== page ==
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  • home selling question

    We are planning on listing our home next month. Our realtor wants to list at 1.695 and is confident he will get the asking price. Since we have a lot of equity in our home, we are looking to sell our home in the city and buy another home in the suburbs entirely in cash or with a very small mortgage so that we can be near or totally debt free. We are looking for the new home now. Our listing agent advised us to sell our home first and then rent temporarily until we find a new home. We are trying to sell now as the market is high and may turn soon.

    The issues are: husband and I both work from home and we have an 8 month old.
    The solutions are: lease back or longer escrow or contingency offer that we only close when we get a new home.

    My questions:

    1. Besides staging, cleaning, etc, how does one get asking price? Does it make sense to list at a slightly higher price like 1.715 realizing that we will have to sell for less? There are homes in my neighborhood that sell above asking price but most homes that sell in general sell for a bit less.

    2. If we have to sell below asking, how can we utilize lease back and longer escrow period into the agreement to make our transition smoother? The argument to the buyer being that the offer is below asking and we are in no urgency to move so we want a longer escrow so we can find a new place. Buyers could counter with higher offer to shorten escrow or agree to some fixed period of a 60 day escrow. The other option is the lease back which I am unclear about even after researching it. With a longer escrow, my current mortgage payments add to my equity and tax write off. A lease back helps the buyer with his mortgage payment but I am unclear if I am still responsible for maintaining pool and gardening service and paying utilities.
    I am willing to move out ASAP if I get asking price. In the event that I do not, how can I structure the agreement to better serve my purposes is my question? I want to hear the forum perspective and experience before consulting realtor.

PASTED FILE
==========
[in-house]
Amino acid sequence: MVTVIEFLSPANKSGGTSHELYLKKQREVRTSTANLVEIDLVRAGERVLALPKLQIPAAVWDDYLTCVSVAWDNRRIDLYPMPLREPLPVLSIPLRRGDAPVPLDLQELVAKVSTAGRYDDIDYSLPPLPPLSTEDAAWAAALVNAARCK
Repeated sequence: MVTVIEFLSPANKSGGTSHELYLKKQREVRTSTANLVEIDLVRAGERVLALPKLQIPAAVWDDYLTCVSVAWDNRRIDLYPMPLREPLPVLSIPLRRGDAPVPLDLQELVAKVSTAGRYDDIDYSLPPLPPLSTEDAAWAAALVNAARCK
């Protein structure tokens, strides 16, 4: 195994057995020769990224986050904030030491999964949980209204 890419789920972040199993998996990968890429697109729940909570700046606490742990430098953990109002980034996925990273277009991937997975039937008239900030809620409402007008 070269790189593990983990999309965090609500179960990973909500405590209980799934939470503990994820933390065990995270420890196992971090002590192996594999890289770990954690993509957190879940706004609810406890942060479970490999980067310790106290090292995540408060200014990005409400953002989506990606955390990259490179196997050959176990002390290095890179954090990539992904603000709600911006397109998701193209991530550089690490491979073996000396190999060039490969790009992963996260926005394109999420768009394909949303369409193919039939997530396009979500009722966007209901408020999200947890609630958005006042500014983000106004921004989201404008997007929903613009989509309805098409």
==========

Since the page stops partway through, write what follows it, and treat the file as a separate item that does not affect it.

• #2
    Everything is negotiable.  Put yourself in the buyer's shoes.

    If your house is in demand, you are listing below value, you might have buyers offer over list and be more willing to give concessions like lease back, etc.  People want a turn-key house with no tenant inside.  If you want to stay, your house becomes less attractive.  Even less if you want to have the new owner stop by and cut the grass, clean the pool, unclog your toilets, do housekeeping while you stay in it.

     

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    • #3




      We are planning on listing our home next month. Our realtor wants to list at 1.695 and is confident he will get the asking price. Since we have a lot of equity in our home, we are looking to sell our home in the city and buy another home in the suburbs entirely in cash or with a very small mortgage so that we can be near or totally debt free. We are looking for the new home now. Our listing agent advised us to sell our home first and then rent temporarily until we find a new home. We are trying to sell now as the market is high and may turn soon.

       

      .....
      Click to expand...


      Yeah, that's when they get paid maybe twice, if they then find you a rental. Then maybe thrice, when they find you a new home.

      For #1... The realtor should be able to give you a reason, and show you the data why they picked the price they did... They can generate comparable sales in your area/neighborhood/etc and pick a price based on data.

      A good realtor should be able to explain good options, and not make you nervous about where to live. Don't be afraid to find a new one, if this one isn't helpful.

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      • #4
        Depends on your priorities and how much you value convenience and security over top dollar.

        1.   Price accordingly to market -- with real viable comps.  You know your house and neighborhood.  Use an even eye on the size and condition and price right for that.

        - Staging and ability to show easily makes better presentation.   t

        Issues like:  Leaseback , extended escrows, contingent sales.   can be significant negatives if you want top dollar sale.

         

        it really depends on your priorities -- put a dollar on the staging, leaseback, escrow -- then you can compare pricing and negotiation and pro/cons and worth of each option.

        Most convenient is Sell - Rent/Storage - Buy.  With a 8month old, I'd go that route if you can't float two mortgages or escrows.

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